Flames New Arena Fueling Fire with Oilers in the Battle of Alberta

The Battle of Alberta is a storied rivalry that began with the Edmonton Oilers and Calgary Flames in 1980. There have been several iterations that reach further back in time (and are not limited to ice hockey). The 2022 Stanley Cup Playoffs saw the latest chapter of the Battle of Alberta reach a new high as the Oilers eliminated the Flames in the Western Conference semifinals by winning four straight after losing the first game.

Connor McDavid Edmonton Oilers Jacob Markstrom Calgary Flames
Jacob Markstrom of the Calgary Flames makes a save against Connor McDavid of the Edmonton Oilers (Photo by Gerry Thomas/NHLI via Getty Images)

A new chapter of this story is unfolding after an announcement that Calgary would be getting a new events center. It might seem innocuous, but there are more layers to this deal than meet the eye. There are major differences between this deal and the one struck with the Oilers Entertainment Group several years prior.

OEG Throws Shade

Three days after the deal for Calgary’s new facility was announced, the Oilers Entertainment Group (OEG) released a statement on Twitter:

Edmonton Oilers Twitter Profile

Why would OEG make a sly statement like this to Calgary’s arena deal? The answers lie in the differences between the two agreements.

Calgary’s New Arena

Calgary’s new arena is going to cost $1.22 billion. The deal was announced on Tuesday, April 25, 2023. The deal includes a new arena, community rink, and parking as well as improvements to municipal transit and the demolition of the Saddledome.

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With a price tag like that, it’s reasonable to wonder where the money is coming from. It will come from three different sources (from ‘Breaking Down The $1.22B Calgary arena deal: What’s included, who’s paying,’ Calgary Herald, April 25, 2023)

  • City of Calgary: $537.3 million
  • Calgary Sports and Entertainment Corporation (CSEC): $356 million
  • Government of Alberta: $330 million

Now, let’s contrast that with the deal that was struck with OEG over Rogers Place, which cost $614 million:

  • City of Edmonton: $313 million
  • Oilers Entertainment Group: $166 million
  • Ticket Surcharge: $125 million
  • Government of Canada: $7 million
  • MacEwan University: $3.5 million

Differences Between Rogers Place & Calgary’s New Arena

The most notable difference is that the total cost of the Calgary Arena is double what Rogers Place cost. Some of that could be inflation, but the original deal discussed between the City of Calgary and the CSEC was $634 million.

Rogers Place
Rogers Place Arena (Alexscuccato (CC BY-SA 4.0 (https://creativecommons.org/licenses/by-sa/4.0)), from Wikimedia Commons)

Additionally, there is a large omission of contributors to Rogers Place. The Alberta Government did not give OEG any money to build Rogers Place. Fast forward to this week and the Government is more than willing to participate, and they have $330 million to prove it.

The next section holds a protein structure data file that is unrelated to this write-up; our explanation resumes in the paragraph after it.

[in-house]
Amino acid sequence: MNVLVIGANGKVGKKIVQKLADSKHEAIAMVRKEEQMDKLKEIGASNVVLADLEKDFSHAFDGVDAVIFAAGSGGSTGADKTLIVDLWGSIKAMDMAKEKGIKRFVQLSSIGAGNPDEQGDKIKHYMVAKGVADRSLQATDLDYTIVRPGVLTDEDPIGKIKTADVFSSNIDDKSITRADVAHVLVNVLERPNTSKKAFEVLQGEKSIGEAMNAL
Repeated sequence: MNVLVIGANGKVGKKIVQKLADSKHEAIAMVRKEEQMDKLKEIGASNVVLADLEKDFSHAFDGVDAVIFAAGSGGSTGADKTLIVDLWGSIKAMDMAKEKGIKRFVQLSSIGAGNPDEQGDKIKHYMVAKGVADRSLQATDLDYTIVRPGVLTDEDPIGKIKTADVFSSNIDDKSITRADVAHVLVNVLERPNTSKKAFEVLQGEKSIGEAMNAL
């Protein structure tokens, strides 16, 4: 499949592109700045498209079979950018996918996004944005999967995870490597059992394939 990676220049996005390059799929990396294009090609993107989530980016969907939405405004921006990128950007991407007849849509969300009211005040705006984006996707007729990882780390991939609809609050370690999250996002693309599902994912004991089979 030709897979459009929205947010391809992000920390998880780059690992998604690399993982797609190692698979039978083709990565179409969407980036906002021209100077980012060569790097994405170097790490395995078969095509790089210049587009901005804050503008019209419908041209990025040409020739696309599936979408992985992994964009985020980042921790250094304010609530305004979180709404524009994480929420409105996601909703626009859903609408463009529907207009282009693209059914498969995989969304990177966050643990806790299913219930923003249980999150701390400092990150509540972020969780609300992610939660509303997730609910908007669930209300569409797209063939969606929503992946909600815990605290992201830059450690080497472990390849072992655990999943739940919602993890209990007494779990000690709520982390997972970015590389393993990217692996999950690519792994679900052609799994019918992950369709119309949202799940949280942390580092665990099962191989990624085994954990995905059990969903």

While it is only speculation at this point, the Alberta Government’s participation seems suspiciously political. There is a provincial election in the near future in Alberta (May 29, 2023). The announcement this close to Albertans casting their vote for the next provincial leader hardly feels like a coincidence.

Mayor Sohi Wants Fair Treatment

Edmonton’s mayor, Amarjeet Sohi has no issues with provincial money being used to finance event centers. He did express a desire for Edmonton to have similar support from Alberta’s governing body.

It’s not about competition, it’s more about collaboration, it’s more about making sure that Edmonton is getting equitable treatment, that we’re getting fair treatment from the provincial government…Danielle Smith said at one time, and so did other governments, they won’t fund professional sports arenas. Now all of sudden an election is coming, they’re coming up with the money.

Amarjeet Sohi

Sohi was also shrewd to mention that Danielle Smith, the current Premiere of Alberta, at one time said that the province wouldn’t fund sports arenas.

Danielle Smith said at one time, and so did other governments, they won’t fund professional sports arenas. Now all of sudden an election is coming, they’re coming up with the money.

Amarjeet Sohi

It seems only fair for the Alberta government to give the OEG a sum of money in the range of $300-$350 million. OEG could use that money to develop another phase of the ICE District further.

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Which fan base will be rewarded with the better facilities? Rogers Place was the top arena once its construction was complete. The new Calgary Events Center is poised to surpass it, with double the funding and several years of technological advances to make it truly incredible.

The Oilers are looking to cement their legacy as a modern-age dynasty with Connor McDavid, Leon Draisaitl and Evan Bouchard at the center. Having the state-of-the-art arena that they presently play in should be a given. It could have been greater if the provincial government didn’t play favorites. That is sure to fire up everyone in the OEG organization.

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